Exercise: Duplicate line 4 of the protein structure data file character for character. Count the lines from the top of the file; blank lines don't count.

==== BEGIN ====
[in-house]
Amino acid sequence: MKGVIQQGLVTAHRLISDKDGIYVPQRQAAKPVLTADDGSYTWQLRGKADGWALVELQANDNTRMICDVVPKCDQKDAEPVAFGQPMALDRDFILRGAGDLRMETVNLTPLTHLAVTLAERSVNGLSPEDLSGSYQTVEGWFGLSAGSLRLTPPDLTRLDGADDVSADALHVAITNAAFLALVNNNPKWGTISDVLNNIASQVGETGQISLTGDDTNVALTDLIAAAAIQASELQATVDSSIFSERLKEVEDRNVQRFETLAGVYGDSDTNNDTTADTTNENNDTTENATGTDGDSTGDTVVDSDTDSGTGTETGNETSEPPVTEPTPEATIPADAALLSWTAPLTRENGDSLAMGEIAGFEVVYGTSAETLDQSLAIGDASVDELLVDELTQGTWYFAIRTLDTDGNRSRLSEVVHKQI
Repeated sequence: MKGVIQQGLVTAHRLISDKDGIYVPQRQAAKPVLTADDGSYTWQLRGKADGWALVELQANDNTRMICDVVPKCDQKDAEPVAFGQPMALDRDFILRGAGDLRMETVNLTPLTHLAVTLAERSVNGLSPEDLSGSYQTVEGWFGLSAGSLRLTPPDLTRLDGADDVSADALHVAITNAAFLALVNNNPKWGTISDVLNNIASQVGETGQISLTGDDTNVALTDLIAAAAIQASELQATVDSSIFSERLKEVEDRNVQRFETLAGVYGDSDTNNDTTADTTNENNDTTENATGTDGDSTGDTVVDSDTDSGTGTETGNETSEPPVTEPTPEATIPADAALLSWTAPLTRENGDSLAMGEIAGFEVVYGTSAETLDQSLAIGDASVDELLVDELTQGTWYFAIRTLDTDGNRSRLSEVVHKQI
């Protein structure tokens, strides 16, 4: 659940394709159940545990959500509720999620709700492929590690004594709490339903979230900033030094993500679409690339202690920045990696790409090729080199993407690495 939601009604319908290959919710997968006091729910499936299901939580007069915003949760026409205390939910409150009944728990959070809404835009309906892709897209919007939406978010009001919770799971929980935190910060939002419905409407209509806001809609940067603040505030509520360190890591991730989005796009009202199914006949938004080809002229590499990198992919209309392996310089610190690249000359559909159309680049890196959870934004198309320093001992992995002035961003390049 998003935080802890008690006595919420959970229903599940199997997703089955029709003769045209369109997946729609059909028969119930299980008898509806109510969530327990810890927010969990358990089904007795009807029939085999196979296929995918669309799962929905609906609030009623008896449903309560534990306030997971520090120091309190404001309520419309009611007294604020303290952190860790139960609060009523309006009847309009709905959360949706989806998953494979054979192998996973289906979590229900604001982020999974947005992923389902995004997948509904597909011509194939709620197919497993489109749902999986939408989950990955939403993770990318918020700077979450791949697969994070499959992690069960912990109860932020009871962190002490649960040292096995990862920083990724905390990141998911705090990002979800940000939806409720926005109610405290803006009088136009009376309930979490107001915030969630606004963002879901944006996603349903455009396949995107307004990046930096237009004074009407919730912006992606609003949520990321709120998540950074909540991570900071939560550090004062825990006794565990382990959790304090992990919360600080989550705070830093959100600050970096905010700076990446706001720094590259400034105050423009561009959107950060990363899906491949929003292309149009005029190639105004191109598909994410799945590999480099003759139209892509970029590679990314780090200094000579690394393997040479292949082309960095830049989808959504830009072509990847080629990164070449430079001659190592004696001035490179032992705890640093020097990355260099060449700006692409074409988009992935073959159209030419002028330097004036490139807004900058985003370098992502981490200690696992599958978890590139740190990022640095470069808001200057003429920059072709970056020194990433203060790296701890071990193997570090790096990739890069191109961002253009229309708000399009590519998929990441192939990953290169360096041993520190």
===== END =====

């Protein structure tokens, strides 16, 4: 659940394709159940545990959500509720999620709700492929590690004594709490339903979230900033030094993500679409690339202690920045990696790409090729080199993407690495 939601009604319908290959919710997968006091729910499936299901939580007069915003949760026409205390939910409150009944728990959070809404835009309906892709897209919007939406978010009001919770799971929980935190910060939002419905409407209509806001809609940067603040505030509520360190890591991730989005796009009202199914006949938004080809002229590499990198992919209309392996310089610190690249000359559909159309680049890196959870934004198309320093001992992995002035961003390049 998003935080802890008690006595919420959970229903599940199997997703089955029709003769045209369109997946729609059909028969119930299980008898509806109510969530327990810890927010969990358990089904007795009807029939085999196979296929995918669309799962929905609906609030009623008896449903309560534990306030997971520090120091309190404001309520419309009611007294604020303290952190860790139960609060009523309006009847309009709905959360949706989806998953494979054979192998996973289906979590229900604001982020999974947005992923389902995004997948509904597909011509194939709620197919497993489109749902999986939408989950990955939403993770990318918020700077979450791949697969994070499959992690069960912990109860932020009871962190002490649960040292096995990862920083990724905390990141998911705090990002979800940000939806409720926005109610405290803006009088136009009376309930979490107001915030969630606004963002879901944006996603349903455009396949995107307004990046930096237009004074009407919730912006992606609003949520990321709120998540950074909540991570900071939560550090004062825990006794565990382990959790304090992990919360600080989550705070830093959100600050970096905010700076990446706001720094590259400034105050423009561009959107950060990363899906491949929003292309149009005029190639105004191109598909994410799945590999480099003759139209892509970029590679990314780090200094000579690394393997040479292949082309960095830049989808959504830009072509990847080629990164070449430079001659190592004696001035490179032992705890640093020097990355260099060449700006692409074409988009992935073959159209030419002028330097004036490139807004900058985003370098992502981490200690696992599958978890590139740190990022640095470069808001200057003429920059072709970056020194990433203060790296701890071990193997570090790096990739890069191109961002253009229309708000399009590519998929990441192939990953290169360096041993520190």